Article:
Pumpkin ideas all year round - in raviolis, or caramelized pie
Dallas — Like Cinderella, Caroline Hunt Schoellkopf has a great respect for the colorful but common American pumpkin. And while the fairy-tale cindermaid wished her pumpkin would remain a glorious coach, Mrs. Schoellkopf is happy with the pumpkin as it is.
She thinks, though, that it should be a year-round vegetable and recommends using frozen pumpkin as well as fresh for many special dishes.
A restaurant consultant and author of a book on pumpkins, she has even carted the harvest from her pumpkin patch on the coast of Texas all the way back home to Dallas by air.
A bumper crop of pumpkins one season even inspired her husband to paint his planes orange and name his air charter service ''Pumpkin Air.''
Mrs. Schoellkopf thinks this colorful American vegetable needs more appreciation than it's getting in its native land. Other countries serve pumpkin in many ways, while we seem to be satisfied with baking it in an occasional pie in the fall season.
In Italy, she has been served ravioli stuffed with pumpkin. ''It was wonderful,'' she says.
''I travel a lot and have seen people using pumpkin in all kinds of dishes, while we Americans are feeding most of our bountiful crop to cattle,'' she adds. ''What a pity we aren't fully utilizing a food so economical and delicious.''
She has collected a lot of recipes for pumpkin. What started off as ways to use children's jack-o'-lanterns blossomed into a book. Called ''The Compleat Pumpkin Eater'' (P.M. Press), the book is a collection of some 440 recipes using pumpkin.
Pumpkin has also spilled over into tempting fare on the menu of some elegant restaurants, like The Mansion on Turtle Creek, in Dallas.
If all of this sounds like a tall Texas tale, imagine savoring a delicate, airy Pumpkin Cheesecake, Pumpkin Raisin Muffins, or ''Potage Puree de Potiron.''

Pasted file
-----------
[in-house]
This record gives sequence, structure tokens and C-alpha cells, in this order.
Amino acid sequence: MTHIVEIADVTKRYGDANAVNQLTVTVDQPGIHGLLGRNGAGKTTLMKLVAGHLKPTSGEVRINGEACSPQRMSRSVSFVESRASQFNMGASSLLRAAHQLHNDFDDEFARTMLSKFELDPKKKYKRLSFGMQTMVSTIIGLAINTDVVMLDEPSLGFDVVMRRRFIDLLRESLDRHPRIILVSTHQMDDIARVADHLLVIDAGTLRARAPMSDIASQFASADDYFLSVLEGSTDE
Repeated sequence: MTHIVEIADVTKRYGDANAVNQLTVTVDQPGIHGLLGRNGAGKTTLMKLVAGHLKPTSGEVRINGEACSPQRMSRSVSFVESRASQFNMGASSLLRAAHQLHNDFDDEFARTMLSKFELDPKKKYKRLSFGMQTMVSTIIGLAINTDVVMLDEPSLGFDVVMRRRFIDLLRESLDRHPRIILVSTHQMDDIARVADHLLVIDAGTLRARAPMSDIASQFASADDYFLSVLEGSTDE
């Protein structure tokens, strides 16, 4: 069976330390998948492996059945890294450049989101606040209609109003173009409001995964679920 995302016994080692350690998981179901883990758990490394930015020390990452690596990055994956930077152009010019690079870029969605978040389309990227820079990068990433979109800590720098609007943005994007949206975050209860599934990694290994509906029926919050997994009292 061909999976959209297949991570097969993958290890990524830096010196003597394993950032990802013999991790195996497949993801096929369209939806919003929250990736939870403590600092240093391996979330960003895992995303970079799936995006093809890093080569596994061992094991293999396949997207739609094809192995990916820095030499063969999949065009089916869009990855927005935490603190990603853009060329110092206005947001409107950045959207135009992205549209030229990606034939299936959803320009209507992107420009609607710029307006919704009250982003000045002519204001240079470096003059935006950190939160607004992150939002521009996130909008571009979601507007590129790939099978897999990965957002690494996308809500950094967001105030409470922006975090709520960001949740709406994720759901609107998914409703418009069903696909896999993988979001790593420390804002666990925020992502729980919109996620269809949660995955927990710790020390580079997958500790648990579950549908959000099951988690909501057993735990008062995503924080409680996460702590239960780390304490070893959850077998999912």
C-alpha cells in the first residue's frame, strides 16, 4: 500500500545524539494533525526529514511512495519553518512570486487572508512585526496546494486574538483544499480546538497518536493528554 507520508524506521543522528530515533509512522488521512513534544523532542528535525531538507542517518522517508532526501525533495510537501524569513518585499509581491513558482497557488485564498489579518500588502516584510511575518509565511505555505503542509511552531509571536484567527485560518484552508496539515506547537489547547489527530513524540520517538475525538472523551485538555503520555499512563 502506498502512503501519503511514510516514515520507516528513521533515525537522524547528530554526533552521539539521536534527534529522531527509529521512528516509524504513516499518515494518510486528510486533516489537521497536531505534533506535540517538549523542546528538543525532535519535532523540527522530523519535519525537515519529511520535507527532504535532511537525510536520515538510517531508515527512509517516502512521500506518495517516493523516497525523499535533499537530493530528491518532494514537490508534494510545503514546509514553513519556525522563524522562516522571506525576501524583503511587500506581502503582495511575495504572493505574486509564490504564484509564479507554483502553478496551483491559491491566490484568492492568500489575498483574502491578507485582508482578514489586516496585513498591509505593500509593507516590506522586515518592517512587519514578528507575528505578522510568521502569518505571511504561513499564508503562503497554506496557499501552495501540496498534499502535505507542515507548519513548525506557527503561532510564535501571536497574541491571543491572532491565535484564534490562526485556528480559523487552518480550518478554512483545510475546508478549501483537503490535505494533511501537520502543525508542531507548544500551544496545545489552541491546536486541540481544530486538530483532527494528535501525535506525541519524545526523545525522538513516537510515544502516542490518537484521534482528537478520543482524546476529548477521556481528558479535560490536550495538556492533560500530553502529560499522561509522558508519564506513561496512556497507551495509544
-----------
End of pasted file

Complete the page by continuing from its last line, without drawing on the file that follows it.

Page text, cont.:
They were created for the book by chef Christian Chemin, chef at The Mansion on Turtle Creek, named one of 25 outstanding hotels in the United States in the publication ''Dream Resorts and Hideaways.''
Mrs. Schoellkopf has helped develop this award-winning restaurant and hotel. With her five children she has also helped to launch the luxurious restaurant and hotel The Remington in Post Oak Park in Houston and to renovate the Hotel Bel-Air in Los Angeles.
Wolfgang Puck of Los Angeles, consultant for the three restaurants, has created a special pasta dish with pumpkin for the posh eating establishments.
In researching the pumpkin, Mrs. Schoellkopf discovered that it is not really a vegetable.
''Botanically speaking, these giant gourds are berries, because they are formed from a single pistil of the flower,'' she says.
''The pumpkin has a hard rind, and along with the squashes, melons, and cucumbers, it is a type of berry known as pepo.''
In China, Europe, and Africa, pumpkin is prepared in a variety of ways. The American Indians used it as flour and dried thin slices of it in the sun.
Mrs. Schoellkopf says that many of her recipes are best made with fresh or frozen pumpkin, because the high temperatures and long cooking required for canning alter the sugar, thus changing the flavor.
To ensure having lots on hand, she freezes blanched pumpkin to be used later pureed or as cubes.
''A whole pumpkin will keep for months if kept in a cool dry place,'' she adds.
One of her favorite recipes is a caramelized pumpkin pie in which, she says, ''the natural sugar in the pumpkin is caramelized by long cooking over low heat.''
Here is the recipe. Caramelized Pumpkin Pie 3 tablespoons margarine 2 cups cooked pumpkin puree 1 cup brown sugar 2 tablespoons flour 1 teaspoon butter 3 cups milk, scalded 1 cup light cream 1/2 teaspoon cinnamon 1/2 teaspoon nutmeg 1/2 teaspoon ginger 2 eggs, well beaten 2 unbaked pastry shells
Melt margarine in a heavy skillet and cook pumpkin puree over medium heat, stirring constantly, until the natural sugars caramelize.
It should be a rich golden brown and quite dry. Two cups of puree should reduce to 1 1/2 cups of caramelized pumpkin in 20 minutes.
Mixing well after each addition, add sugar, flour, scalded milk, butter, cream, spices, and beaten eggs to pumpkin.
Fill unbaked pie shells only about 3/4 inch full, as the filling will expand while baking.
Bake in a preheated 450-degree F. oven for 1/2 hour, then reduce heat to 325 degrees F. and bake about 15 minutes until crust is well browned.
Test by inserting a knife in the center. Pie is done when knife comes out clean. Makes 2 pies.
The ''Compleat Pumpkin Eater'' is available in a few bookstores, or by mail for $15 plus $1 mailing charge (Texas residents add 6 percent tax). Write to P. M. Press, PO Box 1110, Addison, Texas 75001.